Millennium Post

A heavy price to pay

The recent anti-Rohingiya riots in Myanmar have caused considerable disquiet among a section of the Indian Muslims, and the recent riots in the Bodo-dominated areas in Assam have further worsened matters.

Already, one Muslim organisation in Srinagar has demonstrated against the recent attacks on the Rohingiya Muslims in the Rakhine province of Myanmar.

On several websites, Indian minority organisations, calling upon Bangladesh not to turn back fleeing Rohingiyas, have appealed to India to accept them. While the atrocities against the Rohingiyas has become an international issue, analysts feel that India, Bangladesh and Myanmar may come under some diplomatic pressure in the days ahead.

Myanmar has already got considerable flak from the international community for its handling of the anti-Rohingiya riots, which were sparked off by the alleged rape and killing of a woman by three Rohingiya youths on 28 May. During the days that followed, armed groups of attackers targeted Rohingiya homes and people in Rakhine province, killing, looting and setting fire to property. Thousands of scared Rohingiyas, considered stateless in Myanmar, fled to Bangladesh border only to be turned back. Scores of people were killed, while Muslim organisations put the death toll at 150.

There are around 8,00,000 Rohingiyas in Myanmar, whose nationality status along with 134 other tribes, remains undefined officially. An additional 2,50,000 Rohingiyas now live in relief camps in Bangladesh, having fled their country a few years ago after another spate of ethnic violence. Most do not want to return to Myanmar, fearing for their safety. They enjoy refugee status and receive some international help. Locals complain about their behaviour and alleged anti-social activities, near Cox’s bazaar and other areas.

Defending the decision not to help fleeing Rohingiyas, for which the Awami League government faced both domestic and international criticism, foreign minister Dipu Moni had pointed out that the country was already the most densely populated in the world. Already it had sheltered 2,50,000 Rohingiyas, and was simply not in a position to accept yet another fresh wave of humanity. The US government appealed to Bangladesh to reconsider its stand on humanitarian grounds, as did a host of international agencies and civil rights groups.

Myanmar has faced far more pressure from the international community than Bangladesh, primarily for its failure to treat the Rohingiyas humanely. After her initial silence, Nobel laureate Aung San Suu Kyi condemned the ethnic violence and called for peace. Many felt the gesture was ‘too little, too late’. President Thein Sein came in for harsher criticism for harping on the ‘stateless’ status of the Rohingiyas.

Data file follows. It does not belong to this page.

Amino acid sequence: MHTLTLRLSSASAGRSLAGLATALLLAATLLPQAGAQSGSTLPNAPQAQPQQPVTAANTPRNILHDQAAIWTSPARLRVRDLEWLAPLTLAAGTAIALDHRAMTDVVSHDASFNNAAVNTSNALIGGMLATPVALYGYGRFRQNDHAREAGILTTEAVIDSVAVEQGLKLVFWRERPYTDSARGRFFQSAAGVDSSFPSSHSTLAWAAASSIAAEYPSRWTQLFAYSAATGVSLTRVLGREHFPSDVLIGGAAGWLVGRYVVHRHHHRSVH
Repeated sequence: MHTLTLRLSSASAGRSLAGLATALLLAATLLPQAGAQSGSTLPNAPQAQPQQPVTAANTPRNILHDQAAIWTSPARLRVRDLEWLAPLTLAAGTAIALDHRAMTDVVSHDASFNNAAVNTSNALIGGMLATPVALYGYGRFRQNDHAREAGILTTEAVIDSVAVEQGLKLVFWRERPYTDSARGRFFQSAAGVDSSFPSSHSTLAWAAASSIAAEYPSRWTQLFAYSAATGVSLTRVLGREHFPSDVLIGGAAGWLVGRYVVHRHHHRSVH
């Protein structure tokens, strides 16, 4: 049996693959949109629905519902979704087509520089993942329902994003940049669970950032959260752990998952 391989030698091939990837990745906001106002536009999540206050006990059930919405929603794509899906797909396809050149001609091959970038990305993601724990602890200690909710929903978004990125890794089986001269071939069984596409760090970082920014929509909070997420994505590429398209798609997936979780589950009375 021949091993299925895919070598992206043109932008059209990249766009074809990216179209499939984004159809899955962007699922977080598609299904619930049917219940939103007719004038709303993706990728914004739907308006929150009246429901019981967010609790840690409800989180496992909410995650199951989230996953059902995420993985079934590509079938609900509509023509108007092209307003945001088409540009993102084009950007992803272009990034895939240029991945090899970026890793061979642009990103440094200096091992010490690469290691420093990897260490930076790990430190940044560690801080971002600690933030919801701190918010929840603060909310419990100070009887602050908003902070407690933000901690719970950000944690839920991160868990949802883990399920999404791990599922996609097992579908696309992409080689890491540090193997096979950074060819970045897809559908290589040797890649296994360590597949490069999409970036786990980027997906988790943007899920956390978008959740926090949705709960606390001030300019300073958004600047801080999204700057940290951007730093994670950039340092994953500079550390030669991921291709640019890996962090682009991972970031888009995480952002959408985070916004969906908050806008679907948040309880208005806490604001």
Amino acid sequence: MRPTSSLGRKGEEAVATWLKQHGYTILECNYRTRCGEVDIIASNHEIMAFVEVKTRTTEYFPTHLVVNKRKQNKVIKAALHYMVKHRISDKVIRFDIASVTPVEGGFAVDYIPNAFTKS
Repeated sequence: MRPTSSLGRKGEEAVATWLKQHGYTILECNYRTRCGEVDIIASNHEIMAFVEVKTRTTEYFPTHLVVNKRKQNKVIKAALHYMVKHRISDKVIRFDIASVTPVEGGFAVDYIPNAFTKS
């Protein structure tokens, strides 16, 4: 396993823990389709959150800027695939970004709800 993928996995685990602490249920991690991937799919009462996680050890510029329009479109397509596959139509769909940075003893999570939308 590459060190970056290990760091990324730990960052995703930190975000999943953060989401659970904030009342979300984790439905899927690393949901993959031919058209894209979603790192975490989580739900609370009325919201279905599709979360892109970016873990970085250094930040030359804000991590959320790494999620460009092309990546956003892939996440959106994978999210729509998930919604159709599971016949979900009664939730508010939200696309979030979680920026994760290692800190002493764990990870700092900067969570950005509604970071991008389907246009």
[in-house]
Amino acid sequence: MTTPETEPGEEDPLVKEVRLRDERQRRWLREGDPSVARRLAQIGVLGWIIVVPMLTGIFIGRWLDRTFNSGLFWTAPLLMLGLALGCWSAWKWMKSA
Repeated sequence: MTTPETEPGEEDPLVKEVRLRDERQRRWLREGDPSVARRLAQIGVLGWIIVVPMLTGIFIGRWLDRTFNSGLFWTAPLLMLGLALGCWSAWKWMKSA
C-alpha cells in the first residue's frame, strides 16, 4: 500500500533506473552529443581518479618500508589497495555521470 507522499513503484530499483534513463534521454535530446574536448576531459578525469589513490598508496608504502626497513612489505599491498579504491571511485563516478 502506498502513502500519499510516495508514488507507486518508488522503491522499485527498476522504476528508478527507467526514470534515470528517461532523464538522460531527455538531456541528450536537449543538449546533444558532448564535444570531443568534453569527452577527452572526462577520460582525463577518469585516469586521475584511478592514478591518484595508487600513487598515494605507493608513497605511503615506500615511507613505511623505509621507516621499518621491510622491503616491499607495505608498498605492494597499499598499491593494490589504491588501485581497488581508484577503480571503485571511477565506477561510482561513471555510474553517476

The Burmese treat the Rohingiyas as Bangladeshis who had settled in their country during the British rule and therefore were not indigenous. Contesting this, Burmese Muslims insist that even the word ‘Rohingiyas’ is derived from ‘Rakhine,’ the province where they live.

However, Myanmar authorities, who have just begun their tryst with democratic Governance, now have weightier matters to contend with than winning semantic debates over the origin of Muslim settlements in their country. Strongly condemning the anti-Muslim violence, the Al Qaeda, in a statement, in the name of an Afghan-based organisation, vowed ‘revenge’ against the Myanmar authorities for their indifference to the innocent riot victims . Earlier, the outlawed organisation had named the US, India and Israel, among others, as ‘enemy’ countries to be targeted for selective terrorist strikes. Myanmar has now been added to the list.

Other Islamic organisations have followed suit. According to US-based analyst Jacob Zenn, the Global Islamic Media Front (GIMF), the European arm that speaks for Al Qaeda, and two other groups from Lebanon and Indonesia have also threatened to hit back to avenge the atrocities against the Rohingiyas.

Zenn as well as other observers feel that Myanmar, a new entrant to the world democratic order, is fundamentally under- prepared and under-equipped at this point of time to handle such international pressures. There is fear among some observers that there may be pressures building up within Myanmar among political circles, to rethink whether their self-imposed isolation practiced as policy earlier, was preferable.

Bangladesh is equally uncomfortable, having been pilloried at home and abroad for turning its back on the Rohingiyas. As it is, the Awami League Government is engaged in a running battle against Islamic fundamentalists. The army also has conservative pro-Pak officers in its ranks. These elements are critical of the country’s present political direction and its close relations with India. The powerful pro-Jihadi forces have never concealed their antipathy to and distrust of the present dispensation in Bangladesh.

Also, within the ranks of the Al Qaeda and other extremist organisations, depleted as they are, Urdu and Bengali are the most common languages spoken, according to intelligence, which suggests the presence of a strong Bangladesh element.
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